Your actions have to be tailored to specific scenarios to ensure that your staff can succeed and work will be completed by certain deadlines. This means that you should learn various techniques so you know how to behave in multiple instances. The following are three management strategies that you can apply to your project and team.

Controlled chaos

Some managers choose to take a hands-off approach and allow their employees to take control. For instance, Mark Derheim, CEO of The Nerdery, told Minneapolis/St. Paul Business News’ Ed Stych that he uses a “chaotic” management style. Derheim believes that the company’s success is based off its staff members being allowed to make their own choices instead of being directed.

“Distributed leadership has been key for us, but it’ll be all the more important in sustaining and furthering our success. Listed first of our core values is ‘Win by empowering people,’” Derheim said.

This technique is particularly effective if your team has a proven track record of success. If you know that your employees can handle their responsibilities and collaborate without a great deal of guidance, ceding control may be the best option.

The authority

Other managers like to maintain complete control over their teams. In a report for Fast Company, Robyn Benincasa notes that the authoritative approach was rated one of the best management techniques in Daniel Goleman’s “Leadership That Gets Results.”

Benincasa explains that this style is beneficial when a singular vision needs to be established. By pointing the entire group in the right direction, the authoritative manager ensures that every worker will strive toward the same goals instead of heading in different directions.

The coach

Finally, there are managers who think of themselves as coaches because they’re constantly training and directing their employees. These managers take a very hands-on approach by consistently working with their team members to help develop new skills.

The primary benefit of this style is that your workers will continually learn under your stewardship. With each new project, employees will gain new experience and knowledge that will make them stronger contributors in the future.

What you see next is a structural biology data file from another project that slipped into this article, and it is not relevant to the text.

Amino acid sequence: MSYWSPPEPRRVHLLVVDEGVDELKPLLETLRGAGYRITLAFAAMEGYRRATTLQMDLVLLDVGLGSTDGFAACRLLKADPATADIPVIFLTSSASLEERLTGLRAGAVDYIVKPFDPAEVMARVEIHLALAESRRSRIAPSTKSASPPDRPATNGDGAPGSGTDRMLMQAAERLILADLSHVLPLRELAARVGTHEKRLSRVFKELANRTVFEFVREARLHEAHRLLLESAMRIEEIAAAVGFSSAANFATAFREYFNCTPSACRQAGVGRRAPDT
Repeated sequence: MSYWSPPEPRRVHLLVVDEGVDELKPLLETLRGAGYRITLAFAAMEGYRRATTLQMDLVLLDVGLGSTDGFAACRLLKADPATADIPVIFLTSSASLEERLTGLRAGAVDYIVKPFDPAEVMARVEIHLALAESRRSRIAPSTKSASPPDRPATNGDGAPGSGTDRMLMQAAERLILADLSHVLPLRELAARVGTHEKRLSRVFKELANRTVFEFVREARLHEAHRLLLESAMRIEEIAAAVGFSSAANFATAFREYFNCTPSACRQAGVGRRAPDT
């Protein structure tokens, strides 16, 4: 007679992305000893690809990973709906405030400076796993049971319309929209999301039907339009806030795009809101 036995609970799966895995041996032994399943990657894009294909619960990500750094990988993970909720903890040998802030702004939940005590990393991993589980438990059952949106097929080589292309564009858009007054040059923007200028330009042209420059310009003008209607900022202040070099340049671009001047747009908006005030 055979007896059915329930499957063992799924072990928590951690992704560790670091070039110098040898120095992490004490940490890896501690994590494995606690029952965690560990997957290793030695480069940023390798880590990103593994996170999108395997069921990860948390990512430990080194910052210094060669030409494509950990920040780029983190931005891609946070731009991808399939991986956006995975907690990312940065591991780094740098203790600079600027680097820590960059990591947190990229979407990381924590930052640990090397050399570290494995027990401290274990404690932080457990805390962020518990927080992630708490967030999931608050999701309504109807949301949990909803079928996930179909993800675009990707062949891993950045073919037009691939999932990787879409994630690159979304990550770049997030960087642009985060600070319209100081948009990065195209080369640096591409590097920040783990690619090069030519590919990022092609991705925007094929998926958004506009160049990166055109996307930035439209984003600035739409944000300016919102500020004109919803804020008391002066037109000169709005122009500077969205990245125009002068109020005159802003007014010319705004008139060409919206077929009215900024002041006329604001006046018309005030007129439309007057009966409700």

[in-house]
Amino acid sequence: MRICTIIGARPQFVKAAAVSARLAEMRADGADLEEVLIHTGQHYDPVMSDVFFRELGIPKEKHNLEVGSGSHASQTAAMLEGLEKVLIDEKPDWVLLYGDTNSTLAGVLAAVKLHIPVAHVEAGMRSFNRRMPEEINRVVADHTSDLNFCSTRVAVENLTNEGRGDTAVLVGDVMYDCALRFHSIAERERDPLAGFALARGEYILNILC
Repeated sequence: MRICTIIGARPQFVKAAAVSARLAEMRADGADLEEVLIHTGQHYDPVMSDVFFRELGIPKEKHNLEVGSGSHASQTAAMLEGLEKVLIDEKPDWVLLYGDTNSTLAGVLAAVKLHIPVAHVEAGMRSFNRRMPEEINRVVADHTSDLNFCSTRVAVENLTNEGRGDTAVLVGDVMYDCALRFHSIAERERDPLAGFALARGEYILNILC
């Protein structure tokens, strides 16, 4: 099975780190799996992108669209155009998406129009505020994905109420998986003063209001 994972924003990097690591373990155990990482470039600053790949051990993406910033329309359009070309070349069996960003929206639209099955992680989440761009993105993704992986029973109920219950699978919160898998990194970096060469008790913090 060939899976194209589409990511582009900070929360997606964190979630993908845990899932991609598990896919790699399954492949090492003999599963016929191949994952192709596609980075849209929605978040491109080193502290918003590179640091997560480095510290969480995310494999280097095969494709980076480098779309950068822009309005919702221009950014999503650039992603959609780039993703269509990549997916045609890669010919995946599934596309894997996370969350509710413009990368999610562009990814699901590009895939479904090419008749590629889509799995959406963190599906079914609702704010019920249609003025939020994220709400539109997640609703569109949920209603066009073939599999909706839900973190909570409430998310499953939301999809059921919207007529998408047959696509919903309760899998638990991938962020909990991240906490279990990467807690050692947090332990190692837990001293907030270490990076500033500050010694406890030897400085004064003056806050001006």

Understanding the nuances of these approaches will help you capitalize on all three. Consider different ways to integrate these management styles so you can become a more effective leader.

Apr 15, 2013

- I am Octavia

I comb the crowd, but I can't see your face out there

I'm playing now, won't wait on love
I'm paralyzed, from all these whispers in my brain
I'm focused now, I won't give up
I'm resonant, won't stop for you
playing away, playing away
you play your games, you bring me pain
playing away, playing away
you hurt me now, but I won't cry

I am octavia
you hurt me now, but I won't cry
I am octavia

Ditch me now, but it's you who'll have lost it all
Lost now and bleeding love
Rain it pours, but I won't let it bring me down
I'm playing now, won't wait on love
I'm resonant, won't stop for you
playing away, playing away
you play your games, you bring me pain
playing away, playing away
you hurt me now, but I won't cry

I am octavia
you hurt me now, but I won't cry
I am octavia
I am octavia
I am octavia

Born strong, believe none
Dying over broken dreams
Born strong, and raised with class
you hurt me now, but I won't cry

I am octavia
you hurt me now, but I won't cry
I am octavia
you hurt me now, but I won't cry
I am octavia

you hurt me now, but I won't cry...

Apr 6, 2013

- How to Control your Nerves?


Understanding Your Nerves

Accept that nerves are a normal and natural part of life. They help keep you alert and vigilant when you’re confronted with uncertainty or something that’s unfamiliar.
Nerves often arise while you’re facing something you’re unsure about or while facing intimidating circumstances.
Nerves can also arise while you’re thinking about what you don’t want, what could potentially go wrong, what people may think, or about what you fear.
Finally, you can get nervous when you indulge in bringing up past memories of mistakes and failure into the present moment.

The Disadvantages of Being Nervous

Being nervous can bring about uncontrollable shaking and trembling. This can likewise lead to a lack of clarity of thought where you will have difficulty concentrating on the task at hand.
Being nervous can also cause you to feel restless, agitated and tense. All of these symptoms can lead to poor decision-making, hesitation and reluctance when it comes time to take action.

The Advantages of Being Nervous